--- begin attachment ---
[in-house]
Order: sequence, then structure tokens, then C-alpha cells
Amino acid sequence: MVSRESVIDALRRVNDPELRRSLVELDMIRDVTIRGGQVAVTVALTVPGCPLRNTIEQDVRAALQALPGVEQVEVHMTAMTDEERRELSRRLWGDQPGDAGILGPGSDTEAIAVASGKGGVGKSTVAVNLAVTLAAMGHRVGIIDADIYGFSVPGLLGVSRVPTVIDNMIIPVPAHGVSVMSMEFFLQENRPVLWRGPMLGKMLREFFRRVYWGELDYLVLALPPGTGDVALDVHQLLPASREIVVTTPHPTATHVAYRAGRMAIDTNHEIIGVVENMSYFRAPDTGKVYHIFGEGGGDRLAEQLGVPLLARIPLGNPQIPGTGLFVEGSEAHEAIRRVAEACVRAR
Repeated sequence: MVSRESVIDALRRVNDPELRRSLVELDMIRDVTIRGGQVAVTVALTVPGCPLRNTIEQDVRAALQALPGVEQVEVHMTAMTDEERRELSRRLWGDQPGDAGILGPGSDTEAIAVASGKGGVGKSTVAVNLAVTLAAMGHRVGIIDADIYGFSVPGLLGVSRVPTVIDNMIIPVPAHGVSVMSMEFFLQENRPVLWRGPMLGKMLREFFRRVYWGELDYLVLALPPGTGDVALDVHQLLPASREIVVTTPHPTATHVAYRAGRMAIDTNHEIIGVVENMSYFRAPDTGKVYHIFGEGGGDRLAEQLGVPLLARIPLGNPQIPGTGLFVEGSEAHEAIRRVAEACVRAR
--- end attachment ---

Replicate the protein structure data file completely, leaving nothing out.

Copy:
[in-house]
Order: sequence, then structure tokens, then C-alpha cells
Amino acid sequence: MVSRESVIDALRRVNDPELRRSLVELDMIRDVTIRGGQVAVTVALTVPGCPLRNTIEQDVRAALQALPGVEQVEVHMTAMTDEERRELSRRLWGDQPGDAGILGPGSDTEAIAVASGKGGVGKSTVAVNLAVTLAAMGHRVGIIDADIYGFSVPGLLGVSRVPTVIDNMIIPVPAHGVSVMSMEFFLQENRPVLWRGPMLGKMLREFFRRVYWGELDYLVLALPPGTGDVALDVHQLLPASREIVVTTPHPTATHVAYRAGRMAIDTNHEIIGVVENMSYFRAPDTGKVYHIFGEGGGDRLAEQLGVPLLARIPLGNPQIPGTGLFVEGSEAHEAIRRVAEACVRAR
Repeated sequence: MVSRESVIDALRRVNDPELRRSLVELDMIRDVTIRGGQVAVTVALTVPGCPLRNTIEQDVRAALQALPGVEQVEVHMTAMTDEERRELSRRLWGDQPGDAGILGPGSDTEAIAVASGKGGVGKSTVAVNLAVTLAAMGHRVGIIDADIYGFSVPGLLGVSRVPTVIDNMIIPVPAHGVSVMSMEFFLQENRPVLWRGPMLGKMLREFFRRVYWGELDYLVLALPPGTGDVALDVHQLLPASREIVVTTPHPTATHVAYRAGRMAIDTNHEIIGVVENMSYFRAPDTGKVYHIFGEGGGDRLAEQLGVPLLARIPLGNPQIPGTGLFVEGSEAHEAIRRVAEACVRAR